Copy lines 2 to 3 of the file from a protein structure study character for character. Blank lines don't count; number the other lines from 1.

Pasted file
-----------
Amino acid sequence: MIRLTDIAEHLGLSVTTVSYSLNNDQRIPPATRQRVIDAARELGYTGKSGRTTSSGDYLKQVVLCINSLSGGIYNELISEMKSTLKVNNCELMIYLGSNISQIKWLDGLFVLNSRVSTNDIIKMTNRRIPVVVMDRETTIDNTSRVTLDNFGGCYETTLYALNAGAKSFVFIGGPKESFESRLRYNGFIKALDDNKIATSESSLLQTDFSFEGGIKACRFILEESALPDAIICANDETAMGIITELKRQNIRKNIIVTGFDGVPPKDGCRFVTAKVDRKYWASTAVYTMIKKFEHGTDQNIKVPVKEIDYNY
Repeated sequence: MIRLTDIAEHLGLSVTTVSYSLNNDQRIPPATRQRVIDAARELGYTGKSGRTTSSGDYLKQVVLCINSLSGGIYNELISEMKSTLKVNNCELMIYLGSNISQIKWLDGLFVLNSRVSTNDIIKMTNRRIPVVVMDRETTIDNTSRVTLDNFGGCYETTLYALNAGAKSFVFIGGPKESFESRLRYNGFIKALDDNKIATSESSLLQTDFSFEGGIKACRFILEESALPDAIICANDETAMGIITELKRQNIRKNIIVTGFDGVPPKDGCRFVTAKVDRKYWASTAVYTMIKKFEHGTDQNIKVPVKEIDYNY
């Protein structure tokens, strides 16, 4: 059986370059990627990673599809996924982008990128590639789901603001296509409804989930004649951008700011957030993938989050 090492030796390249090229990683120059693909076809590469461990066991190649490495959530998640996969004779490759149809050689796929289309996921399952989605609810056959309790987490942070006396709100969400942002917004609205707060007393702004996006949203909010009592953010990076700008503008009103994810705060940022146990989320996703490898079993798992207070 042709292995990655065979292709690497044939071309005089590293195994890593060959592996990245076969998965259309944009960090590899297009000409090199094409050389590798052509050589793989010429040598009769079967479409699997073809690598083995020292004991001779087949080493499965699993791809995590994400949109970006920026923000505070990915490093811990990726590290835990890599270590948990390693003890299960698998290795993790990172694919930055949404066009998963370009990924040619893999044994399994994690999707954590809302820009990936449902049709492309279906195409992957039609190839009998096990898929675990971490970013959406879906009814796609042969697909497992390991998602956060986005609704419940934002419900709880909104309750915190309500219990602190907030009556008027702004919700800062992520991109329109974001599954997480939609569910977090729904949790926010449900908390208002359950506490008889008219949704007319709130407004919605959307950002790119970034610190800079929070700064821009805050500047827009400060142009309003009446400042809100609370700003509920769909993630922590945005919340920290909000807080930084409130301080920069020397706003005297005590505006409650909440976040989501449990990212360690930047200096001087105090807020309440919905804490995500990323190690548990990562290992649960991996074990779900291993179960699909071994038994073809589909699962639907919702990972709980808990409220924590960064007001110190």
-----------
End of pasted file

Repeated sequence: MIRLTDIAEHLGLSVTTVSYSLNNDQRIPPATRQRVIDAARELGYTGKSGRTTSSGDYLKQVVLCINSLSGGIYNELISEMKSTLKVNNCELMIYLGSNISQIKWLDGLFVLNSRVSTNDIIKMTNRRIPVVVMDRETTIDNTSRVTLDNFGGCYETTLYALNAGAKSFVFIGGPKESFESRLRYNGFIKALDDNKIATSESSLLQTDFSFEGGIKACRFILEESALPDAIICANDETAMGIITELKRQNIRKNIIVTGFDGVPPKDGCRFVTAKVDRKYWASTAVYTMIKKFEHGTDQNIKVPVKEIDYNY
């Protein structure tokens, strides 16, 4: 059986370059990627990673599809996924982008990128590639789901603001296509409804989930004649951008700011957030993938989050 090492030796390249090229990683120059693909076809590469461990066991190649490495959530998640996969004779490759149809050689796929289309996921399952989605609810056959309790987490942070006396709100969400942002917004609205707060007393702004996006949203909010009592953010990076700008503008009103994810705060940022146990989320996703490898079993798992207070 042709292995990655065979292709690497044939071309005089590293195994890593060959592996990245076969998965259309944009960090590899297009000409090199094409050389590798052509050589793989010429040598009769079967479409699997073809690598083995020292004991001779087949080493499965699993791809995590994400949109970006920026923000505070990915490093811990990726590290835990890599270590948990390693003890299960698998290795993790990172694919930055949404066009998963370009990924040619893999044994399994994690999707954590809302820009990936449902049709492309279906195409992957039609190839009998096990898929675990971490970013959406879906009814796609042969697909497992390991998602956060986005609704419940934002419900709880909104309750915190309500219990602190907030009556008027702004919700800062992520991109329109974001599954997480939609569910977090729904949790926010449900908390208002359950506490008889008219949704007319709130407004919605959307950002790119970034610190800079929070700064821009805050500047827009400060142009309003009446400042809100609370700003509920769909993630922590945005919340920290909000807080930084409130301080920069020397706003005297005590505006409650909440976040989501449990990212360690930047200096001087105090807020309440919905804490995500990323190690548990990562290992649960991996074990779900291993179960699909071994038994073809589909699962639907919702990972709980808990409220924590960064007001110190």